WASHINGTON--The Emmett Till Civil Rights bill was passed Wednesday by the Senate. The measure was named after 14-year old Chicago youth murdered in Mississippi in 1955.
Read Roger Ebert's review about the movie made about the crime and the struggle of Till's mother, Mamie to pursue the case against her son's murderers.
REID STATEMENT ON PASSAGE OF EMMETT TILL BILL
Washington, DC--Senate Majority Leader Harry Reid made the following statement today after the U.S. Senate passed the Emmitt Till Unsolved Civil Rights Crimes Act by unanimous consent following months of Republican delay:
"Emmett Till was a 14-year old boy from Chicago visiting relatives in Money, Mississippi, in 1955 when he was brutally mutilated and killed for whistling at a white woman. The killers in this case, like so many others during that time, were never punished. But in passing the Emmitt Till Unsolved Civil Rights Crimes Act today, we are giving the Justice Department the tools necessary to finally investigate and prosecute crimes like this one.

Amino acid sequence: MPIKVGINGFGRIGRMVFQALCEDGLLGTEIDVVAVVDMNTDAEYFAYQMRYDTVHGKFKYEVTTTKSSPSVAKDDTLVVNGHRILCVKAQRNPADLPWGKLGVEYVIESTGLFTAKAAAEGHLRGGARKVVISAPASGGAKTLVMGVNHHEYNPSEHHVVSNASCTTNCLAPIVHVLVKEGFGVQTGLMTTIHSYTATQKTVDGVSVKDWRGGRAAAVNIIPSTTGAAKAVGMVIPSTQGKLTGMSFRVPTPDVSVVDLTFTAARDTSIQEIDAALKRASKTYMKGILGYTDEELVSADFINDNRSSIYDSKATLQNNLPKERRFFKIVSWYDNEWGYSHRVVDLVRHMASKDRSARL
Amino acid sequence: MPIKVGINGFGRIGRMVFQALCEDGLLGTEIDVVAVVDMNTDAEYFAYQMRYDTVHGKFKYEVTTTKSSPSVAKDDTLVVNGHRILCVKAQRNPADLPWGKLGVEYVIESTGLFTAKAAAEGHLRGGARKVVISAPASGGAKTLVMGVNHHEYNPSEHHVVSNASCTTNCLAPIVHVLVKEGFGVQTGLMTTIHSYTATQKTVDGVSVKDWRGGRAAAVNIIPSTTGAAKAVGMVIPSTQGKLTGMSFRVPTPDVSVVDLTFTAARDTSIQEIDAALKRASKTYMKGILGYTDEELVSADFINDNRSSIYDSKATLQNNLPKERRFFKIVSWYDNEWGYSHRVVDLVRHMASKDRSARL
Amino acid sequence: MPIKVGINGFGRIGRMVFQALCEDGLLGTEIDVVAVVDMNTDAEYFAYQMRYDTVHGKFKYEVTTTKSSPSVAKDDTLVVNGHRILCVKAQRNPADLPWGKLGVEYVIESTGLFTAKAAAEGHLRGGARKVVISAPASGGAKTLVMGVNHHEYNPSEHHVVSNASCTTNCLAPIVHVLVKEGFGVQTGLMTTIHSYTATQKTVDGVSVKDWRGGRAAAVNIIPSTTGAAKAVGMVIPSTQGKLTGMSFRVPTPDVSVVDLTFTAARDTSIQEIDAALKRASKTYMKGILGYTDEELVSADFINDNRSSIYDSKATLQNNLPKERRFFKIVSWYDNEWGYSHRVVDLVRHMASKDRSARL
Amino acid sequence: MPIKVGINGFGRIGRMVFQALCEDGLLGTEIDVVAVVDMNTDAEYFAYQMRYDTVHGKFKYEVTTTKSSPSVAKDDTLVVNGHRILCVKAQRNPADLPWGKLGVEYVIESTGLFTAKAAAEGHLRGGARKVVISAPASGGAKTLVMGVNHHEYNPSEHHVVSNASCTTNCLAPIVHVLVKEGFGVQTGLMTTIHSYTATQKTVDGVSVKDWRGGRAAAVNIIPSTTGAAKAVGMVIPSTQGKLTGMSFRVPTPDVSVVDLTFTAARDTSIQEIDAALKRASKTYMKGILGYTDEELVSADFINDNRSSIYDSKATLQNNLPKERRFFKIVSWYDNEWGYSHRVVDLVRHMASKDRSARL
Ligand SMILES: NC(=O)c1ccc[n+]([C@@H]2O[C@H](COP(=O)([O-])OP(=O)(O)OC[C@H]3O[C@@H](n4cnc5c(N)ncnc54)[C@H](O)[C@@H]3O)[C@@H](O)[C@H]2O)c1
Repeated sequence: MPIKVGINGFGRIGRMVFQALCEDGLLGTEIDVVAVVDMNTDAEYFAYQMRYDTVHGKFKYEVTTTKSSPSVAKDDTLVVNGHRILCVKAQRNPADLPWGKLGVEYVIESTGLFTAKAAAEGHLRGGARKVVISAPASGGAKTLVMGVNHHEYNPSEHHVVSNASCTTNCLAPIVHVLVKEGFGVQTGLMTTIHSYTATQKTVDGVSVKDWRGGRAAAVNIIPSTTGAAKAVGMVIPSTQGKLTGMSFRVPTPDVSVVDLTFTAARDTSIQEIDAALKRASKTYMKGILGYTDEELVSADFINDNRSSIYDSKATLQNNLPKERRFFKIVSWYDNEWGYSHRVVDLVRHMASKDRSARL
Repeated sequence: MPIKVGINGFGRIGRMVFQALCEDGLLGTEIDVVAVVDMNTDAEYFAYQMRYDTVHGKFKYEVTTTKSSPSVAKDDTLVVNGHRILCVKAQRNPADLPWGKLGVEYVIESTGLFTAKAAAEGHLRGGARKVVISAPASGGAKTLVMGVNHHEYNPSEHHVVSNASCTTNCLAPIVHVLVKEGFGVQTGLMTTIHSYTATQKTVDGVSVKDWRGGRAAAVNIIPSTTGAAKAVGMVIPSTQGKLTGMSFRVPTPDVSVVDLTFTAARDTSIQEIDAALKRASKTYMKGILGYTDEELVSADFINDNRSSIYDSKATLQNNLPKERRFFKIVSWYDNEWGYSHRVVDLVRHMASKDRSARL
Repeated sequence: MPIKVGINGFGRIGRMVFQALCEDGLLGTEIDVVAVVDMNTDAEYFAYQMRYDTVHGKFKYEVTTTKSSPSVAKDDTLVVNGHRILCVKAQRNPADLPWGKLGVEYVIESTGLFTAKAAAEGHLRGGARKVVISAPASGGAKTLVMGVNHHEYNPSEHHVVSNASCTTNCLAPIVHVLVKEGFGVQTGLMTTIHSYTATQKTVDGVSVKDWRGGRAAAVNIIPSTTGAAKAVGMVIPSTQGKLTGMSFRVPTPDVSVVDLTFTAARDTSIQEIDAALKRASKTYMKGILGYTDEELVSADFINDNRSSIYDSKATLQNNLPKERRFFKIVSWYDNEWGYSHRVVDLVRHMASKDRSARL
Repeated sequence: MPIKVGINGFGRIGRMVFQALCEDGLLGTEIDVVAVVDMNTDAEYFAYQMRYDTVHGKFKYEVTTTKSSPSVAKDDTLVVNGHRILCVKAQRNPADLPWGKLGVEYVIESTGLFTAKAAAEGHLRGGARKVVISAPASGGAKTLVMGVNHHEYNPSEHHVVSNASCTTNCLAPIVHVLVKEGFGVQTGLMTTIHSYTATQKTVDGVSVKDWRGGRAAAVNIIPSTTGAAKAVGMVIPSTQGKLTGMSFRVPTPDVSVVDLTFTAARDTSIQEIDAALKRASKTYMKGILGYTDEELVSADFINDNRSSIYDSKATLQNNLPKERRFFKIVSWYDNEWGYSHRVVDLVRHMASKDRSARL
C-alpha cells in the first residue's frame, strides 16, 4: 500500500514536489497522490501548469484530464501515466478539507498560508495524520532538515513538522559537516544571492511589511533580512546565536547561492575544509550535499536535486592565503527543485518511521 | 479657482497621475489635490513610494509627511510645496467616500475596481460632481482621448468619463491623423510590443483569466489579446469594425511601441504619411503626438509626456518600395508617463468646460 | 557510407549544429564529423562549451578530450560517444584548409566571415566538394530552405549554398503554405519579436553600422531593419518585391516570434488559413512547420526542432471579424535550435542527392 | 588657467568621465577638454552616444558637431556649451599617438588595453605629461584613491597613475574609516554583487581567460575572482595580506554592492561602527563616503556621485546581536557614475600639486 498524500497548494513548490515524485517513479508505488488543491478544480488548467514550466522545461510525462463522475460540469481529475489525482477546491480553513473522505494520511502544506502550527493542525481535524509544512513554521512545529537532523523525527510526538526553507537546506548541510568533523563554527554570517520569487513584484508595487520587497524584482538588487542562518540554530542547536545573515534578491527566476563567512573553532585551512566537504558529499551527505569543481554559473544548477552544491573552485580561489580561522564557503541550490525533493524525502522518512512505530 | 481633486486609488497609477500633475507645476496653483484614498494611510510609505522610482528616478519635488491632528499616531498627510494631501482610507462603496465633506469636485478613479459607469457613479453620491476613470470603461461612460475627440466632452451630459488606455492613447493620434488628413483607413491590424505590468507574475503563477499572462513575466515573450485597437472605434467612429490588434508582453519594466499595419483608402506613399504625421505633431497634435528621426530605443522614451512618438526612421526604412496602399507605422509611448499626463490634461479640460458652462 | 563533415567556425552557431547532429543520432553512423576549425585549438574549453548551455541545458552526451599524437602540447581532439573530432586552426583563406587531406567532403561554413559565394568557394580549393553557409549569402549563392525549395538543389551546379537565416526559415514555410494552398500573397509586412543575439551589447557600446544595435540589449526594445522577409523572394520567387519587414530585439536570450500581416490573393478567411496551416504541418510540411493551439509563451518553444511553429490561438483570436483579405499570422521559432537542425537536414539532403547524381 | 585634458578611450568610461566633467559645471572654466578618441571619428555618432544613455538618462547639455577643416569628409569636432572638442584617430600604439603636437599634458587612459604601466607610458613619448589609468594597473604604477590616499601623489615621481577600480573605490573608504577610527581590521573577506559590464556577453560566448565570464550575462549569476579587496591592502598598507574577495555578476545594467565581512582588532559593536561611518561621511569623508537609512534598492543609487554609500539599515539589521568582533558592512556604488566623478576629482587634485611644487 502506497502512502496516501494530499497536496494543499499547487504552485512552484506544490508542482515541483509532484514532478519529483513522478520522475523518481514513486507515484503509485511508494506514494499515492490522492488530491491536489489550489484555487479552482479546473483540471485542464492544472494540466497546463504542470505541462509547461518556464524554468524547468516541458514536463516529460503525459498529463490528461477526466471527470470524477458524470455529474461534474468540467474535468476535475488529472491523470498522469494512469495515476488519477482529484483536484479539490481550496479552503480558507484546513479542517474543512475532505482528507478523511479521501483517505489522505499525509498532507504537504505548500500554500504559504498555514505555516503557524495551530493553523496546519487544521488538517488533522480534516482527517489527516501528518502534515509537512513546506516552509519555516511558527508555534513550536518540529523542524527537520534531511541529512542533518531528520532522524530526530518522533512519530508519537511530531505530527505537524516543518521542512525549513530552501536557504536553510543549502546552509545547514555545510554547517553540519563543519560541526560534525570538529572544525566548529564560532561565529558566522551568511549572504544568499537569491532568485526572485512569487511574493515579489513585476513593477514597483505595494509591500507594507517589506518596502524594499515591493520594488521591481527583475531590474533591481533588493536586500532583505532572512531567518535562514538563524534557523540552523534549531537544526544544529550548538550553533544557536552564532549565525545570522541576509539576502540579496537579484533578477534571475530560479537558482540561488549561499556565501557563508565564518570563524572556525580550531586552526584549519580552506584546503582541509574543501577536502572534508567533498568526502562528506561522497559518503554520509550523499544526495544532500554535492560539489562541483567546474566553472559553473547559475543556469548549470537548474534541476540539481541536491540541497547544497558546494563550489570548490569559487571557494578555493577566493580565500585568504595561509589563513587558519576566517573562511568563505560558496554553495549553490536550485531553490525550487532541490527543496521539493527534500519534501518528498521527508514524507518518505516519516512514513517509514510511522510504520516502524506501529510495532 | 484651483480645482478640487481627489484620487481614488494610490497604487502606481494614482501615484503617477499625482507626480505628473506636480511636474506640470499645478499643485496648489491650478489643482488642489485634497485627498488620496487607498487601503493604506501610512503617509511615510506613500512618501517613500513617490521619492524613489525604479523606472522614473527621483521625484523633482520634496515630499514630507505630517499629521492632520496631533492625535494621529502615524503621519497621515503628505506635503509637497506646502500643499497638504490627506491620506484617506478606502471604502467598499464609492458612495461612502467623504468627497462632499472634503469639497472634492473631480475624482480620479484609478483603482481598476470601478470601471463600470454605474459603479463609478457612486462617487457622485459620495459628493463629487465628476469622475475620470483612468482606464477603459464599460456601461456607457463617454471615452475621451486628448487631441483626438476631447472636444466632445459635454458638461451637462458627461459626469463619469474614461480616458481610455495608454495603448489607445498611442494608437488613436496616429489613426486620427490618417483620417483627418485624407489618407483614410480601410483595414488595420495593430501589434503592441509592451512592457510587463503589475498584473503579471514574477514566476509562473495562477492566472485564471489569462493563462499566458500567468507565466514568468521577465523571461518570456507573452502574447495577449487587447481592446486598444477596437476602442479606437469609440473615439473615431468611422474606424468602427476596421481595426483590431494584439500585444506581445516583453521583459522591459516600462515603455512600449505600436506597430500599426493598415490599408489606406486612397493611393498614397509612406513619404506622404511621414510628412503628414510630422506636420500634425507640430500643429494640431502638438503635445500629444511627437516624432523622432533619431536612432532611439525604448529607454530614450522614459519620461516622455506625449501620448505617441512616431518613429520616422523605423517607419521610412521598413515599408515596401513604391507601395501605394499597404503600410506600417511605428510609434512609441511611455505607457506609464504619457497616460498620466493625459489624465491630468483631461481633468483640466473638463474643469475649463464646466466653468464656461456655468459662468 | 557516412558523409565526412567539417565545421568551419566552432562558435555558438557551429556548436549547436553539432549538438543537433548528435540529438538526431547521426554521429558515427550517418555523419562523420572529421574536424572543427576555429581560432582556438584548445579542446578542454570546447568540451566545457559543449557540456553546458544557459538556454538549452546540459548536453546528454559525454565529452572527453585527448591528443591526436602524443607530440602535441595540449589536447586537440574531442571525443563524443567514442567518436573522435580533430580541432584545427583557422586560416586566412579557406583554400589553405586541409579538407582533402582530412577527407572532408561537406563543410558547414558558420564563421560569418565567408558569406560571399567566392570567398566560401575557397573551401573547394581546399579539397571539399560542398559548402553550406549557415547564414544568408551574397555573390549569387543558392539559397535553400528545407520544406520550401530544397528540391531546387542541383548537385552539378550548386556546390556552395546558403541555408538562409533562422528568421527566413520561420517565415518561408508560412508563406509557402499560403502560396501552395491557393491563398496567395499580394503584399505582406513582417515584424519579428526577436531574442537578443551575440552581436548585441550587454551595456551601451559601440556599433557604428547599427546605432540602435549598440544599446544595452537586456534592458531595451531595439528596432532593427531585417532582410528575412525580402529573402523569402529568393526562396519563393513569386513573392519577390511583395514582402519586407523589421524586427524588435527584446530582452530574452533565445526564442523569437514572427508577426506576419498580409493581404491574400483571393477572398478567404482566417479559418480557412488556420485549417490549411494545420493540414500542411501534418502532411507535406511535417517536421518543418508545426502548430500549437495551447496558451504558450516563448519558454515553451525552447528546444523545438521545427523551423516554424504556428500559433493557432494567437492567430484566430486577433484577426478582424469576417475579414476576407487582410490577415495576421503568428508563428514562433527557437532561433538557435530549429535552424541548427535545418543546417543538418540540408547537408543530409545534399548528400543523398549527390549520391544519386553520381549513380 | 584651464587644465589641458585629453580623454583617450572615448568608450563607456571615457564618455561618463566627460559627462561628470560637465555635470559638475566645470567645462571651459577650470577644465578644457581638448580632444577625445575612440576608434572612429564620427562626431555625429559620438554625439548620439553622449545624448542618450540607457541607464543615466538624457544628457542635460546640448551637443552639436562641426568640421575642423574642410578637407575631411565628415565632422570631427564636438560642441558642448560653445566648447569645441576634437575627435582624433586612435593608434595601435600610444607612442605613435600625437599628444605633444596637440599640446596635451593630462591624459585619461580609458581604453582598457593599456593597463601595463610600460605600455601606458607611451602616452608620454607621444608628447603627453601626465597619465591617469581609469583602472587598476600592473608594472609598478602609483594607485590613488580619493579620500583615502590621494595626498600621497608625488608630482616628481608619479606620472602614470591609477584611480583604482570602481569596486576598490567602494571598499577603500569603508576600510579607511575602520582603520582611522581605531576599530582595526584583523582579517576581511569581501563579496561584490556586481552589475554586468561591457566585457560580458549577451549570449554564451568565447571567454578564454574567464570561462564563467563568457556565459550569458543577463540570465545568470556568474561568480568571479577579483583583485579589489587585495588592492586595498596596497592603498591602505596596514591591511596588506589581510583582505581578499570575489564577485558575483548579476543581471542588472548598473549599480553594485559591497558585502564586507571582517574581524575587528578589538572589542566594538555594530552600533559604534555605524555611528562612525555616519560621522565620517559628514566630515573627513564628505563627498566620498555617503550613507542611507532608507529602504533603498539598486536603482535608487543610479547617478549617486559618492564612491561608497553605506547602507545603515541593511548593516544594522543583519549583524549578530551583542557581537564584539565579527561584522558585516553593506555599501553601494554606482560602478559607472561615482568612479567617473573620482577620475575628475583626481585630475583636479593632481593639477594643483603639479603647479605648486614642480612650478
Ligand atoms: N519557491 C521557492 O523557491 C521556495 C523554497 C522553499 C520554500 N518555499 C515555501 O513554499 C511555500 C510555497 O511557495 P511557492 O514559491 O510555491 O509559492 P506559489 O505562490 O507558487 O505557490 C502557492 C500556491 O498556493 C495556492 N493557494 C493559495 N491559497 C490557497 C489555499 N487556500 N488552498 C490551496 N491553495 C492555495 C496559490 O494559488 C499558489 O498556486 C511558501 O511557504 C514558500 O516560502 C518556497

"The bill has always had broad bipartisan support; it is nothing short of shameful that it languished for more than a year because of one Republican Senator. But today we can be proud that the U.S. Senate has at long last acted to resolve unthinkable, unsolved Civil Rights-era murders like Emmett Till's. I encourage the President to sign this bill as early as possible."